GVSU environmental professor studies beekeeping in Slovenia

GVL / Courtesy - Anne Marie Fauvel
There are A-Z hives in the back (Slovenia)

GVL / Courtesy – Anne Marie Fauvel There are A-Z hives in the back (Slovenia)

Theresa Mueller

In September, Anne Marie Fauvel, adviser for the Grand Valley State University Beekeepers club and professor of environmental studies and liberal studies, traveled beyond the fields of Western Michigan to Slovenia, in central Europe, to further her professional development. It was there that she learned more about beekeeping and additional beekeeping management practices.

Fauvel took a leave of absence from GVSU for the fall 2017 semester so she could finish up various projects and research associated with honeybee populations in the West Michigan area, and her trip to Slovenia was an accessory to her studies. Fauvel’s focus on ecology and the impact humans have on nature relates to her research on honeybee populations as they are a critical aspect of the ecosystem. 

“(Honeybees) are a true vehicle for interdisciplinary studies because they are a reflection of what happens in the environment,” Fauvel said. “When you start studying honeybees, you start making a lot of connections of how we treat the environment.”

Fauvel’s interest in honeybees goes beyond her research. Her fascination with honeybees began more than 10 years ago when she first visited a beehive.

“I opened the cover (of the hive), and there’s an entire world that functions in a way that we could learn a lot from,” she said. “It’s an interesting society, and it’s an interesting way of dividing up tasks. I fell in love, and then I became fascinated and had more questions that I could answer. I read, I went to meetings, I got involved.”

Fauvel currently sits on the board of the Muskegon Beekeepers Association and is the president of the Holland Area Beekeepers Association. 

As the rapid decline of honeybees is a global issue, Fauvel looks to other areas in the world, such as Slovenia, for alternative and more sustainable approaches to beekeeping.

Fauvel said Slovenia is a relatively small country, comparable to the size of New Hampshire, enabling Slovenia’s food system to be localized. This contrasts with the heavily industrialized food industry of the U.S. Beekeeping in Slovenia reflects these factors, as bees are kept in smaller colonies. Commercial beekeepers in the U.S. may include more than 50,000 hives, while the largest commercial beekeeping Fauvel saw in Slovenia included 700 hives.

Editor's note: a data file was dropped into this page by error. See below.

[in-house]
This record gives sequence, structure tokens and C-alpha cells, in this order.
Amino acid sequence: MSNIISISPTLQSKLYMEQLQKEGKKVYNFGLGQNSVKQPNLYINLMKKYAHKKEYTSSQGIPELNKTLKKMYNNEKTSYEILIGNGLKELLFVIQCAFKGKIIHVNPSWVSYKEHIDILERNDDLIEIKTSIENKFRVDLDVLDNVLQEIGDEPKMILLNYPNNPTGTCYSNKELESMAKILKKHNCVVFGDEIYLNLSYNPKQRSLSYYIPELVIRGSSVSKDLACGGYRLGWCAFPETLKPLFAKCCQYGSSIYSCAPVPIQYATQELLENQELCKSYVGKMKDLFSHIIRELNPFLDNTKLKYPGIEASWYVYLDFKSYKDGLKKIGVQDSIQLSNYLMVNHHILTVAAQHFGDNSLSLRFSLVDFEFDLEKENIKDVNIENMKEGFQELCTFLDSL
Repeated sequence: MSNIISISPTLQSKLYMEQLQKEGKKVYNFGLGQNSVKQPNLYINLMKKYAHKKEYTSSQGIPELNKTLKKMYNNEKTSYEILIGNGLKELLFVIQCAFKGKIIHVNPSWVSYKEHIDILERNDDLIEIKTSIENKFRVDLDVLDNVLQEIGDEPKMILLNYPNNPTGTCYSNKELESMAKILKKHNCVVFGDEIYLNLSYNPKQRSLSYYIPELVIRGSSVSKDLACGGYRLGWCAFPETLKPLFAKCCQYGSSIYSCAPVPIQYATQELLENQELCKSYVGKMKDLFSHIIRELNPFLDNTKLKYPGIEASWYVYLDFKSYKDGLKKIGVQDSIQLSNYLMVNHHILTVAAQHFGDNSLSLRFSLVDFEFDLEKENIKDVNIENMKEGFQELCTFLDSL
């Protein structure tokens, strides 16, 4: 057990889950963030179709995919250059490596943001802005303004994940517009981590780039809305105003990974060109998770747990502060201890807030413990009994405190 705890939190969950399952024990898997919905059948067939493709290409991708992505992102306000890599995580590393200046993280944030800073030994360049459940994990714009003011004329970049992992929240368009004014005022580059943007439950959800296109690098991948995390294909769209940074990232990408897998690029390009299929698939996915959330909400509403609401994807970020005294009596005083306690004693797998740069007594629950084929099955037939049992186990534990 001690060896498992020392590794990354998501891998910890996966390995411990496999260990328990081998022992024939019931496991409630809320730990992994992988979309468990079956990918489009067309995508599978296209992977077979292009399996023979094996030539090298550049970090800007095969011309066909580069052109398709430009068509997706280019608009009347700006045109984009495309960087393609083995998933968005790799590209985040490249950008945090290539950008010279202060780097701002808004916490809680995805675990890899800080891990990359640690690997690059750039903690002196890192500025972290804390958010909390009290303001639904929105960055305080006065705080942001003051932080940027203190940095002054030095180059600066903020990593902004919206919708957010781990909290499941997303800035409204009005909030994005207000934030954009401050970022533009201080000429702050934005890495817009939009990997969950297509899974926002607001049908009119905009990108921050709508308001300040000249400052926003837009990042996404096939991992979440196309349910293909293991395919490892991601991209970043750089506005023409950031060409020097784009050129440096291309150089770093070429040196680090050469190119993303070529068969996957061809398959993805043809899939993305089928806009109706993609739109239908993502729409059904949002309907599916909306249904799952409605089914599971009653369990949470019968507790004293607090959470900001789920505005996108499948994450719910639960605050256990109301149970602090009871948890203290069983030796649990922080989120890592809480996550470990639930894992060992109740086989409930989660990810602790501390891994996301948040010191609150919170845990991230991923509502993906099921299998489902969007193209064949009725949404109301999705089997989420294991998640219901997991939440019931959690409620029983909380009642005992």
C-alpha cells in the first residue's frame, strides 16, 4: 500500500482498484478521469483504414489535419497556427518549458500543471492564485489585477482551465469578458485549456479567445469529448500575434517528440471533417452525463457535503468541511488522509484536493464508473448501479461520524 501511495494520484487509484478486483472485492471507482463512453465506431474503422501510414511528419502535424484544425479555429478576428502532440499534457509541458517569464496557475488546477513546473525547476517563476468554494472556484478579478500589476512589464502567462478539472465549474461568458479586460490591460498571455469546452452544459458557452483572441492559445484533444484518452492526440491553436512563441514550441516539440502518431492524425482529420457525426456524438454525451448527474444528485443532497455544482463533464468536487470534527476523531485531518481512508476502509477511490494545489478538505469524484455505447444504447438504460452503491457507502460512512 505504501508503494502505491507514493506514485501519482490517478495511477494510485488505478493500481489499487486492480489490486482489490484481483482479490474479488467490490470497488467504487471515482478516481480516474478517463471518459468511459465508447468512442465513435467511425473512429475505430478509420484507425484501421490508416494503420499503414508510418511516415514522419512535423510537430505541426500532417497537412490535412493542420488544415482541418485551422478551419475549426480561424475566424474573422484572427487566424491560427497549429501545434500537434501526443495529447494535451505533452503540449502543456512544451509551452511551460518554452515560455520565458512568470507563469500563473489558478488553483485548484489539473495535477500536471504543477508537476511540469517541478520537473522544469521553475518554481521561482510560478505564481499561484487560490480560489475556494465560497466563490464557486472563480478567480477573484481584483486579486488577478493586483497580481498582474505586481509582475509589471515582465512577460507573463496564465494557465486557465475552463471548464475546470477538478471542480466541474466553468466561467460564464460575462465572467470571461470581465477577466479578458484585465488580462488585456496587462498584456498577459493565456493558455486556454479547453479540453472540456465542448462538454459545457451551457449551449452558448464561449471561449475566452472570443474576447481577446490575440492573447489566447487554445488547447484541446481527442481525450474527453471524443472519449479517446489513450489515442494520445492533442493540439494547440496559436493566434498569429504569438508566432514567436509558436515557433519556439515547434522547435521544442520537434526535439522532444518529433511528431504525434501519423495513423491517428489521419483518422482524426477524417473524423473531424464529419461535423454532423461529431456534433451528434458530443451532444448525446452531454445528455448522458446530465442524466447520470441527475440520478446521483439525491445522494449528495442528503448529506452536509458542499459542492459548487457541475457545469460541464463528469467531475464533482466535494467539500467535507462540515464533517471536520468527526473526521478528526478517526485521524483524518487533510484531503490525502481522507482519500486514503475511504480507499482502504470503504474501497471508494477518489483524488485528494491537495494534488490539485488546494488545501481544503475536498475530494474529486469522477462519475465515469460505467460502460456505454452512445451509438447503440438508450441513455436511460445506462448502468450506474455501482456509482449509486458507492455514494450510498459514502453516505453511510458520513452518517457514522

The conclusion that beekeeping in the U.S. would benefit from localized colonies was merely a confirmation for Fauvel. 

“But it shows what can happen when you have a small community agriculture, rather than industrial,” she said.

With the semester more than halfway over, Fauvel is debating her next step. It will partially consist of finishing ongoing projects at GVSU. This includes continuing to gather data from a mobile application Fauvel collaboratively developed with Jonathan Engelsma, GVSU professor of computer and information science. 

Fauvel credits Engelsma as a critical contributor to the research of local honeybees.  

“He is my greatest contributor and collaborator,” Fauvel said via email. “Without him and his students, none of these projects would be happening.”

The mobile application permits users from all over Michigan to collect data on pollen and sort pollen and then look and the quantity and diversity of pollen.

Although this study is taking place within Michigan, Fauvel said it will contribute to national studies of bee populations. 

“We feel good about the fact that we’ve contributed a useful tool to collect more data so that we can have more information about what is going on with our bee population,” Fauvel said. 

Fauvel will also continue to advise students within the GVSU Beekeepers. She noted the various obstacles that come with leading the club: Like many clubs, members come and go. Therefore, the opportunity to gain knowledge and skills for beekeeping is limited for students.

“Beekeeping has a very steep learning curve,” Fauvel said. “It’s not something you can just jump in and have a bunch of students do.” 

One student who has benefited from Fauvel’s guidance is Troy Jones, a biomedical sciences student and the vice president of the GVSU Beekeepers club. Jones said it was Fauvel who first piqued his interest in beekeeping after one club meeting. 

“She’s been an excellent resource that I have, or anyone might have, about bees,” Jones said.

Fauvel considers her roles as an adviser, professor and researcher beyond the significance of contributing to science. Ultimately, Fauvel believes everyone, herself included, needs to look at the bigger picture. 

“The education, the research, the gathering of info is a much bigger picture of how humans relate to nature,” she said. “My goal is to keep on understanding what’s going on with the honeybees with the greater goal of understanding what our role as human beings as the human race is in nature and this earth.”

Jones expressed his admiration for Fauvel’s “worldly” perspective. 

“She brings in the mentality that everyone is important and someone is going to have a different perspective than you have,” he said. 

Looking at the bigger picture does not strictly mean considering the importance of honeybees. Rather, Fauvel acknowledges that not everyone will impact nature by advocating for honeybees. Individuals have numerous mechanisms for contributing to the flourishing of nature, like studying bats or nutrition. Fauvel encourages others to pursue these interests and look at the bigger picture.